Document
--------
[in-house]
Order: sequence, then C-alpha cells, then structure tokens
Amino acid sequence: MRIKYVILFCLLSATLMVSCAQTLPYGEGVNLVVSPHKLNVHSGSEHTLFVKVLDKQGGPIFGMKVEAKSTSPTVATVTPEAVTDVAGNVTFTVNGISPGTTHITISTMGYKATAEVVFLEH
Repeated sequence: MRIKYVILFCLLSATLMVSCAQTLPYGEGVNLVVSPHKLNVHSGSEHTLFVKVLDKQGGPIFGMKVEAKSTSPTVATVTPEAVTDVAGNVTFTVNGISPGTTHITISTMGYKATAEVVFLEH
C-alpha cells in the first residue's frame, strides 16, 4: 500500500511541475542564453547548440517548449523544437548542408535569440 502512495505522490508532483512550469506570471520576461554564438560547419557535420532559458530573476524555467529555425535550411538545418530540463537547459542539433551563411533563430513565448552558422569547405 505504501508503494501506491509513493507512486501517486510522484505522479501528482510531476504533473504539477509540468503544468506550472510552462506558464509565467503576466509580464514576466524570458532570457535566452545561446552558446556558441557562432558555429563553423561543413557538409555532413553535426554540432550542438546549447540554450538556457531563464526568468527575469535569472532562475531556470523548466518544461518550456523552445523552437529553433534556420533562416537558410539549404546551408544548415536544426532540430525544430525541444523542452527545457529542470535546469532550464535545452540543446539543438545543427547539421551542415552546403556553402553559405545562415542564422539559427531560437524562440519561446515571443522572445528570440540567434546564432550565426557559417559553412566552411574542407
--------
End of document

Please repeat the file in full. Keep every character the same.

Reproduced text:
[in-house]
Order: sequence, then C-alpha cells, then structure tokens
Amino acid sequence: MRIKYVILFCLLSATLMVSCAQTLPYGEGVNLVVSPHKLNVHSGSEHTLFVKVLDKQGGPIFGMKVEAKSTSPTVATVTPEAVTDVAGNVTFTVNGISPGTTHITISTMGYKATAEVVFLEH
Repeated sequence: MRIKYVILFCLLSATLMVSCAQTLPYGEGVNLVVSPHKLNVHSGSEHTLFVKVLDKQGGPIFGMKVEAKSTSPTVATVTPEAVTDVAGNVTFTVNGISPGTTHITISTMGYKATAEVVFLEH
C-alpha cells in the first residue's frame, strides 16, 4: 500500500511541475542564453547548440517548449523544437548542408535569440 502512495505522490508532483512550469506570471520576461554564438560547419557535420532559458530573476524555467529555425535550411538545418530540463537547459542539433551563411533563430513565448552558422569547405 505504501508503494501506491509513493507512486501517486510522484505522479501528482510531476504533473504539477509540468503544468506550472510552462506558464509565467503576466509580464514576466524570458532570457535566452545561446552558446556558441557562432558555429563553423561543413557538409555532413553535426554540432550542438546549447540554450538556457531563464526568468527575469535569472532562475531556470523548466518544461518550456523552445523552437529553433534556420533562416537558410539549404546551408544548415536544426532540430525544430525541444523542452527545457529542470535546469532550464535545452540543446539543438545543427547539421551542415552546403556553402553559405545562415542564422539559427531560437524562440519561446515571443522572445528570440540567434546564432550565426557559417559553412566552411574542407